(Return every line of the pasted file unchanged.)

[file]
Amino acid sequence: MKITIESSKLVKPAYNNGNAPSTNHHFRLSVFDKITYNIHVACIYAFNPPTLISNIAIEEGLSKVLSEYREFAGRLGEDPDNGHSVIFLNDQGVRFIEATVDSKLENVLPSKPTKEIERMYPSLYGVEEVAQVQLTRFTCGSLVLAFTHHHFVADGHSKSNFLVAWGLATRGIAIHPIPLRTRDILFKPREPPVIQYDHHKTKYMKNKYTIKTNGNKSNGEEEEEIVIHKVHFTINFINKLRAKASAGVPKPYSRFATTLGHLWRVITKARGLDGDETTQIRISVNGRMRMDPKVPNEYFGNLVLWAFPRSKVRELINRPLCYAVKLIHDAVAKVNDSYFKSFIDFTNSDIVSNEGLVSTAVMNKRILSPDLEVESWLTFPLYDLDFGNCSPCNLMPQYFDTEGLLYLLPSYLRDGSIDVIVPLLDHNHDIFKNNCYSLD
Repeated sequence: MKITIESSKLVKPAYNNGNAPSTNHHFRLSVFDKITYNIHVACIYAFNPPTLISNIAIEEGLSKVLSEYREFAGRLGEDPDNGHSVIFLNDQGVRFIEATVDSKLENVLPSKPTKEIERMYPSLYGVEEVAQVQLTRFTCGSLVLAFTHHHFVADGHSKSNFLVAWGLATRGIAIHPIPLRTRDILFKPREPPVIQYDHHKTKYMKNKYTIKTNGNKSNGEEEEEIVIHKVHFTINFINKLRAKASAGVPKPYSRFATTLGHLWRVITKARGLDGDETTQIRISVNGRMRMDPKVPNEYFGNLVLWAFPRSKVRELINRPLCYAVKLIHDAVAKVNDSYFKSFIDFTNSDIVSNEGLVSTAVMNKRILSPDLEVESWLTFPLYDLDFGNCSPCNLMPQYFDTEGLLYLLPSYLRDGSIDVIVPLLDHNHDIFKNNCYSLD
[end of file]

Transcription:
Amino acid sequence: MKITIESSKLVKPAYNNGNAPSTNHHFRLSVFDKITYNIHVACIYAFNPPTLISNIAIEEGLSKVLSEYREFAGRLGEDPDNGHSVIFLNDQGVRFIEATVDSKLENVLPSKPTKEIERMYPSLYGVEEVAQVQLTRFTCGSLVLAFTHHHFVADGHSKSNFLVAWGLATRGIAIHPIPLRTRDILFKPREPPVIQYDHHKTKYMKNKYTIKTNGNKSNGEEEEEIVIHKVHFTINFINKLRAKASAGVPKPYSRFATTLGHLWRVITKARGLDGDETTQIRISVNGRMRMDPKVPNEYFGNLVLWAFPRSKVRELINRPLCYAVKLIHDAVAKVNDSYFKSFIDFTNSDIVSNEGLVSTAVMNKRILSPDLEVESWLTFPLYDLDFGNCSPCNLMPQYFDTEGLLYLLPSYLRDGSIDVIVPLLDHNHDIFKNNCYSLD
Repeated sequence: MKITIESSKLVKPAYNNGNAPSTNHHFRLSVFDKITYNIHVACIYAFNPPTLISNIAIEEGLSKVLSEYREFAGRLGEDPDNGHSVIFLNDQGVRFIEATVDSKLENVLPSKPTKEIERMYPSLYGVEEVAQVQLTRFTCGSLVLAFTHHHFVADGHSKSNFLVAWGLATRGIAIHPIPLRTRDILFKPREPPVIQYDHHKTKYMKNKYTIKTNGNKSNGEEEEEIVIHKVHFTINFINKLRAKASAGVPKPYSRFATTLGHLWRVITKARGLDGDETTQIRISVNGRMRMDPKVPNEYFGNLVLWAFPRSKVRELINRPLCYAVKLIHDAVAKVNDSYFKSFIDFTNSDIVSNEGLVSTAVMNKRILSPDLEVESWLTFPLYDLDFGNCSPCNLMPQYFDTEGLLYLLPSYLRDGSIDVIVPLLDHNHDIFKNNCYSLD